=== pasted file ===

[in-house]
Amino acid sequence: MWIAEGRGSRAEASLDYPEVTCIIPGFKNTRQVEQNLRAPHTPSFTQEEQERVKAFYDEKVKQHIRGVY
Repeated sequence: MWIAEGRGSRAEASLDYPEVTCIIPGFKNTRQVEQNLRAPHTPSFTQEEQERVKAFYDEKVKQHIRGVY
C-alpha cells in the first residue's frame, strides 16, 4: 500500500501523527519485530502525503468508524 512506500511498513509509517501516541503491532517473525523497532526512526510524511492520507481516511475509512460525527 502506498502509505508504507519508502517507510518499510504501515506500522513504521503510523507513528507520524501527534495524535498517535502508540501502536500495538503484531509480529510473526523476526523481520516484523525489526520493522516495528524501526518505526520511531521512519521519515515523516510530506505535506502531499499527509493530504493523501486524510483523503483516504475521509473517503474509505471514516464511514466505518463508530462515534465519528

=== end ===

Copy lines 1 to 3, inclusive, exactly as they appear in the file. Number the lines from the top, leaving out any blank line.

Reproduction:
[in-house]
Amino acid sequence: MWIAEGRGSRAEASLDYPEVTCIIPGFKNTRQVEQNLRAPHTPSFTQEEQERVKAFYDEKVKQHIRGVY
Repeated sequence: MWIAEGRGSRAEASLDYPEVTCIIPGFKNTRQVEQNLRAPHTPSFTQEEQERVKAFYDEKVKQHIRGVY